78: Home Sweet Home

78: Home Sweet Home

From Chicken Soup for the Soul: The Spirit of America

Home Sweet Home

Everywhere immigrants have enriched and strengthened the fabric of American life.

~President John F. Kennedy

I had taken the day off from school so I could head to the United States Citizenship and Immigration Services (USCIS) building in Newark, New Jersey to be sworn in as a citizen. Before leaving my house to drive to Newark, however, my mother and father made sure that I was dressed respectfully. I wore a gray suit jacket, khaki pants, black belt, white button-down shirt, red tie, and black dress shoes. On the way to the USCIS building, I pondered about many things. What was I missing in my Language Arts class? Did I get an A on my Algebra II mid-term? When would I be able to make up my Sports Medicine test?

The importance of what was about to happen never hit me.

An hour after leaving my house, we had arrived. My appointment was not for a while, but it was good to be early. My parents and I proceeded through the security checkpoint at the USCIS building and made our way to the room where I would fill out paperwork and wait to be called.

For me, the wait was one of the best parts of the entire process. There were people of so many different ethnicities and cultures in the room with me. It was fascinating to be surrounded by people from so many walks of life.

After about an hour, my name still hadn’t been called. My father went up to inquire and learned we were in the wrong room! With only fifteen minutes before my swearing-in ceremony, we rushed up to the next floor and signed in with the security guard. Two minutes later, one of the employees closed the doors.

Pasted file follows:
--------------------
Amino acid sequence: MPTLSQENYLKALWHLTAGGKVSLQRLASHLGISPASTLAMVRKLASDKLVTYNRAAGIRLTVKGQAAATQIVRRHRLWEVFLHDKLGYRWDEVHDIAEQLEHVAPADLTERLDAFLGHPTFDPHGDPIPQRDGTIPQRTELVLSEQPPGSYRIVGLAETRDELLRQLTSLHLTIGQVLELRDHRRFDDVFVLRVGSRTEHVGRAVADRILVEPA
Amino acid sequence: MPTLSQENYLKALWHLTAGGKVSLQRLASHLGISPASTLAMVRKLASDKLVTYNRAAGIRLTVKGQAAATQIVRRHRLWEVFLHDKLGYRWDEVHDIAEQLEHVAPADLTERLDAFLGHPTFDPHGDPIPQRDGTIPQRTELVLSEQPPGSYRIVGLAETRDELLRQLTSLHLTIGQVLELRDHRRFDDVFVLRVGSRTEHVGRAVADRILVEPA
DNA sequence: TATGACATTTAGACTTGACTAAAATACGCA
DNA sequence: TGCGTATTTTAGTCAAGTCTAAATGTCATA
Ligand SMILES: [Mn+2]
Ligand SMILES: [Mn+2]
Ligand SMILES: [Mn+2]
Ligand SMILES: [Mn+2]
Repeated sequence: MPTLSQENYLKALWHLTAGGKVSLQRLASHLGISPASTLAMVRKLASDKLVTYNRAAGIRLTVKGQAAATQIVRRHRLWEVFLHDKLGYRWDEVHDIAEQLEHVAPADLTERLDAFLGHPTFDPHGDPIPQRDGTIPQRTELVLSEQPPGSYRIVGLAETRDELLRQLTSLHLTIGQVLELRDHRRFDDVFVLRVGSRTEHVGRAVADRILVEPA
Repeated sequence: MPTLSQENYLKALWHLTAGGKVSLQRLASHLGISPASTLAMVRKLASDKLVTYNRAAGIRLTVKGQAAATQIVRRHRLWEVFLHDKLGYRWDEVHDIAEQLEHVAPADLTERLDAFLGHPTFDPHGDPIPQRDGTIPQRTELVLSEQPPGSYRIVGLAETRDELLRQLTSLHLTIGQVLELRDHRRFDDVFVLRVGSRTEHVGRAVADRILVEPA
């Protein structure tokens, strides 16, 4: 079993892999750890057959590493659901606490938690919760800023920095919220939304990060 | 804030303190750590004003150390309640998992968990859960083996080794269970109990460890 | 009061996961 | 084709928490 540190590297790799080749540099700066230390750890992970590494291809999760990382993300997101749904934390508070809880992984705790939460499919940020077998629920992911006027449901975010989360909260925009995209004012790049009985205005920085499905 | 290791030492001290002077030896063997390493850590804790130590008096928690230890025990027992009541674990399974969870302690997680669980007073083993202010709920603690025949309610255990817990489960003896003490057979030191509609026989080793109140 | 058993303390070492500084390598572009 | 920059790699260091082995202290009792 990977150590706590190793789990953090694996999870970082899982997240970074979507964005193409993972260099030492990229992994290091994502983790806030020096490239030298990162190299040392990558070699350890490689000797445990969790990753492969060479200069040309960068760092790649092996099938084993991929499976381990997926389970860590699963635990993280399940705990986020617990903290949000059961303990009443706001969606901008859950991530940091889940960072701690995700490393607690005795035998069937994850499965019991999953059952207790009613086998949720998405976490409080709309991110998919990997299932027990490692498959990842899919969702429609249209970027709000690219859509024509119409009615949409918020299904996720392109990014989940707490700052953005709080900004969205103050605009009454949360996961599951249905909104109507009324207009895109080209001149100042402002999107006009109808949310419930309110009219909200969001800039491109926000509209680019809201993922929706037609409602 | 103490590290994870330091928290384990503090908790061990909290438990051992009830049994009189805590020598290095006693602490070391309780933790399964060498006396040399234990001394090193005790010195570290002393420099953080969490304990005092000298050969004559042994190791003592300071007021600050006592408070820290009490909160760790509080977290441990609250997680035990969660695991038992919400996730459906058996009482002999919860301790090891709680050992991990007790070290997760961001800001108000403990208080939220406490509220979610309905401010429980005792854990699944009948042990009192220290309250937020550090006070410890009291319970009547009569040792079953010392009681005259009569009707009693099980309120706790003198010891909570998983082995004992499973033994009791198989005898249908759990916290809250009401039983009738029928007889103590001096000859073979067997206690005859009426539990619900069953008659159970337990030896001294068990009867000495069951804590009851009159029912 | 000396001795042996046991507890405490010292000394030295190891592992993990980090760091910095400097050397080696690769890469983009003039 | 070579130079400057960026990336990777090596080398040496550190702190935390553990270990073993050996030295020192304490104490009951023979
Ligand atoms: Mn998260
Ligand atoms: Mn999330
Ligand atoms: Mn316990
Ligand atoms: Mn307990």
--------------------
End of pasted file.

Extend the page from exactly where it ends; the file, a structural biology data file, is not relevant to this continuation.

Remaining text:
I looked around my new waiting room and realized that everyone there was under the age of eighteen. And then it clicked. Usually the citizenship process takes a very long time. But for children under the age of eighteen whose parents are American citizens, the process is expedited.

After a quick briefing by one of the directors of the Immigration Services, a short video was played. The video depicted historical monuments, illustrated the history of America, stated the responsibilities of being a United States citizen, and ended with the singing of the national anthem. To my surprise, the director insisted that everyone join in the singing. To be quite honest, singing is not my forte. I was afraid that every window from Newark to San Diego would shatter. But due to my deep respect for my new country, I sang. Then the process began. One by one, an immigration official called everyone’s name to come up and receive his or her certificate of citizenship. Since the calling of the names was alphabetically sequenced by last names, I did not have that long to wait.

“Daniel Martin Hurley, please come up.”

My life had now changed forever. I was an American. I was home.

~Daniel Martin Hurley

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